I’m about to head over to the gym to film a kettlebell and bodyweight demonstration for a nationally syndicated TV show up here in Canada (yes, we have TVs up here in our igloos :-).
But before that, here’s a study that recently came out from Truman State University studying the cardiovascular "effects" of swinging a kettlebell…
Farrar, RE, Mayhew, JL, and Koch, AJ. Oxygen cost of kettlebell swings. J Strength Cond Res 24(4): 1034-1036, 2010.Health & Exercise Sciences Department, Human Performance Laboratory, Truman State University, Kirksville, Missouri.
The subjects were asked to swing a 16kg kettlebell (using 2-handed swings) as many times as possible within a 12-minute period. The swings did not have to be continuous and there were no scheduled rest periods (so they could rest whenever they felt the need to). They just had to do as many reps as they could within the allotted time.
The researchers found that the test subjects completed anywhere between 198 – 333 swings and they worked at an average of 86% of their max heart rate. What’s more (and here’s where it gets interesting), the subjects worked at 65% of their VO2 Max (which was measured before the test).
So what does this mean for you and me?
"Continuous kettlebell swings can impart a metabolic challenge of sufficient intensity to increase Vo2max. Heart rate was substantially higher than Vo2 during kettlebell swings. Kettlebells provide a useful tool with which coaches may improve the cardiorespiratory fitness of their athletes.”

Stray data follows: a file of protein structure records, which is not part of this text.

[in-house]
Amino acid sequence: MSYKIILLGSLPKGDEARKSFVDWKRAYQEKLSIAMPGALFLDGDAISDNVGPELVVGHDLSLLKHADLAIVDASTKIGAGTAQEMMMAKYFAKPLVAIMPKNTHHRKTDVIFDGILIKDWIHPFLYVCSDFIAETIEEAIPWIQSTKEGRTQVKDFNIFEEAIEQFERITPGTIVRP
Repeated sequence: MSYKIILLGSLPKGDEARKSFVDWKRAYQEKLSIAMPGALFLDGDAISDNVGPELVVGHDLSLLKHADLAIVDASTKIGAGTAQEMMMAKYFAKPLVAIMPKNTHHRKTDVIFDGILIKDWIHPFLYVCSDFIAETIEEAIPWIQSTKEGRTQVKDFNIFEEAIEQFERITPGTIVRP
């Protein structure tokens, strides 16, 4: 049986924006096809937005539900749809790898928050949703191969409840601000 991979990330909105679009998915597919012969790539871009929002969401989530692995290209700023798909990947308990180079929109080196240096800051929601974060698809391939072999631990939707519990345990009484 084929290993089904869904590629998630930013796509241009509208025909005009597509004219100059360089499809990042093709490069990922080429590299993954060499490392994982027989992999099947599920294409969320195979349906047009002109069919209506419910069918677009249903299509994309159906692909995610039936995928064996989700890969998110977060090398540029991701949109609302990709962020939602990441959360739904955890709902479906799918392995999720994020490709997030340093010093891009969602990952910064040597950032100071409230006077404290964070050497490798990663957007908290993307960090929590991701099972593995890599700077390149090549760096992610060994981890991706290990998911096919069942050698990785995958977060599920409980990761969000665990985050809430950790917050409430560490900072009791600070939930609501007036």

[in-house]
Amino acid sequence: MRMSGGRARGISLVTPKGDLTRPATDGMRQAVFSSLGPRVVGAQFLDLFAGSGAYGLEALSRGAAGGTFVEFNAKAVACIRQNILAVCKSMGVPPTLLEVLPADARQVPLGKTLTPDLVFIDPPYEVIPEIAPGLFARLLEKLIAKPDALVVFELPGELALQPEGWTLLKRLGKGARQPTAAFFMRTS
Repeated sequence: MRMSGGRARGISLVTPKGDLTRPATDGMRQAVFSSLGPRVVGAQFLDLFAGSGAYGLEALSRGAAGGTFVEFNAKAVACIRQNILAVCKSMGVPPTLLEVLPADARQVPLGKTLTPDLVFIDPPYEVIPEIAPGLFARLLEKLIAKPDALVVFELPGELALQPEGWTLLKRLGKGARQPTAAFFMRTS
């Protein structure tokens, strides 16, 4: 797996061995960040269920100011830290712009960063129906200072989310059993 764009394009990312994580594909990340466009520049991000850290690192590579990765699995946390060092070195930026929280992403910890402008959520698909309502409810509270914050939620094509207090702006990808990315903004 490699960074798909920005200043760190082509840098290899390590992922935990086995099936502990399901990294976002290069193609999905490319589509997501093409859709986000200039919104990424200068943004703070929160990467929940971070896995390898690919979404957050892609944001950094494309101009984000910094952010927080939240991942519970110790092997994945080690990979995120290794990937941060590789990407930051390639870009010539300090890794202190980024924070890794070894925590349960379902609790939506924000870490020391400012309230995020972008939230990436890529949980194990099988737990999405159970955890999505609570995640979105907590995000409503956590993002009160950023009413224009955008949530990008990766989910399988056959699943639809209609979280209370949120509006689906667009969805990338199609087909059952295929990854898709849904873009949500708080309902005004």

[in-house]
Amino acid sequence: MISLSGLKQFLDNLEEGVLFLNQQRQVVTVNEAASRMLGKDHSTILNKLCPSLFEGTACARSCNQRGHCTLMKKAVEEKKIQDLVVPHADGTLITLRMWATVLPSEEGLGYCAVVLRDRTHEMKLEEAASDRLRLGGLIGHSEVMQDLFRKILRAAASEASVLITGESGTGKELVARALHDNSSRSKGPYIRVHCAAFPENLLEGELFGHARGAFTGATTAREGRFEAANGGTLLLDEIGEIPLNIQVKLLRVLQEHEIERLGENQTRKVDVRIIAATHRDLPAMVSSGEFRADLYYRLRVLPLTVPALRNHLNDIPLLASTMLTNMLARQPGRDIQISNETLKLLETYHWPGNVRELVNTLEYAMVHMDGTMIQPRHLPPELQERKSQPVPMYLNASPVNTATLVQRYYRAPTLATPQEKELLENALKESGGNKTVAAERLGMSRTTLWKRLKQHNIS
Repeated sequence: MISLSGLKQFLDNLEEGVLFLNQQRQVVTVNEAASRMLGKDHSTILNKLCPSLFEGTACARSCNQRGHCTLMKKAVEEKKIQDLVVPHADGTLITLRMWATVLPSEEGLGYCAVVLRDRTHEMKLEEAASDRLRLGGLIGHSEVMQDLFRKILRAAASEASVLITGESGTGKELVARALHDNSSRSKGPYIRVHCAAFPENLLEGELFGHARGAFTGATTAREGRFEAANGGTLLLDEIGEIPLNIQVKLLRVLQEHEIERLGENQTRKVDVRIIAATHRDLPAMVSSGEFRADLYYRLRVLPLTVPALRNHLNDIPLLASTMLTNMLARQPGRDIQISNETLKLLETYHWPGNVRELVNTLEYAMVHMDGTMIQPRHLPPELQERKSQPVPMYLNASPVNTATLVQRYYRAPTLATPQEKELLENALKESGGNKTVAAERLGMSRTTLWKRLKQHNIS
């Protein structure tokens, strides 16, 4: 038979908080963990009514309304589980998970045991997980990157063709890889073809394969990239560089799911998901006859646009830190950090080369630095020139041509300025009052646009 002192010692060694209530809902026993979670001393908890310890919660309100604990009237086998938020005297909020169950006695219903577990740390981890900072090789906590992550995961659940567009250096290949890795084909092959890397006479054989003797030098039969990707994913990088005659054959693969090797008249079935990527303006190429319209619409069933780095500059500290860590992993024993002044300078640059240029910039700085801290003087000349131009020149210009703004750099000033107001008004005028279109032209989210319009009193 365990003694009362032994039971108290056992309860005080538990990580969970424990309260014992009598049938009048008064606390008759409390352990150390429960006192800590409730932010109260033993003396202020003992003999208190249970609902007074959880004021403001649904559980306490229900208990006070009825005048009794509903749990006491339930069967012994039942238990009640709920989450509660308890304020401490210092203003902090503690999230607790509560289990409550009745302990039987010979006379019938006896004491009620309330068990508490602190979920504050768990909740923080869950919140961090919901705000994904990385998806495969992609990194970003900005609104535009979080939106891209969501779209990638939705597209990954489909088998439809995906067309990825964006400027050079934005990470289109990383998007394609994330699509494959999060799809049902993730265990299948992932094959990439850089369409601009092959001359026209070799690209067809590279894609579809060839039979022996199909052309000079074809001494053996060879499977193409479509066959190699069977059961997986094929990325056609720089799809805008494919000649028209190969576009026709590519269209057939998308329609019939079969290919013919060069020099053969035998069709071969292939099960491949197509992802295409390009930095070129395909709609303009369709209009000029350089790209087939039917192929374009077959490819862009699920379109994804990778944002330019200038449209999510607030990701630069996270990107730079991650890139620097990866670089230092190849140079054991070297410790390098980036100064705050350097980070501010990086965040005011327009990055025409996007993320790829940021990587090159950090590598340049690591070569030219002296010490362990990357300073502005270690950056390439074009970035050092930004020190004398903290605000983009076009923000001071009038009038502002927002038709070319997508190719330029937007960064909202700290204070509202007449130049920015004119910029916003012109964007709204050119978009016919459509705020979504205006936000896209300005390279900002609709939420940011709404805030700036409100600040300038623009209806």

Continuous kettlebell swings can improve cardiovascular fitness.
This is good news for those of us who can’t afford the time to get on a treadmill for hours at a time and jog to try improve our heart health.
It also can provide a healthier alternative to traditional cardio because of the low impact that kettlebell swings have on your joints.
Looking into swinging vs cardio further, 3 of the most common forms of cardio training (running, cycling & ellipticall-ing…I don’t know what to call that) are mainly quad-dominant activities.
KB Swings primarily work your posterior chain (back, glutes, hamstrings) and your abs more effectively. Those posterior chain muscles are key for not only posture and joint health (primarily for your oft vulnerable knees & hips), but are essential for athletic performance, strength & power.
Think: being able to throw your 3 year old up in the air and catching her without the fear of "pulling" or "straining" something.
Be warned though, don’t set your timer for 12-minutes and start swinging. Just like every exercise, you need to start at a realistic level and progress gradually.
My suggestion is to start with 2-minutes of swings and work your way up to 12 minutes, increasing the duration of your swing workout by 1 minute per week.
OK, time to get to my trailer and get my make-up on 😉
-Chris Lopez, CSCS, CTT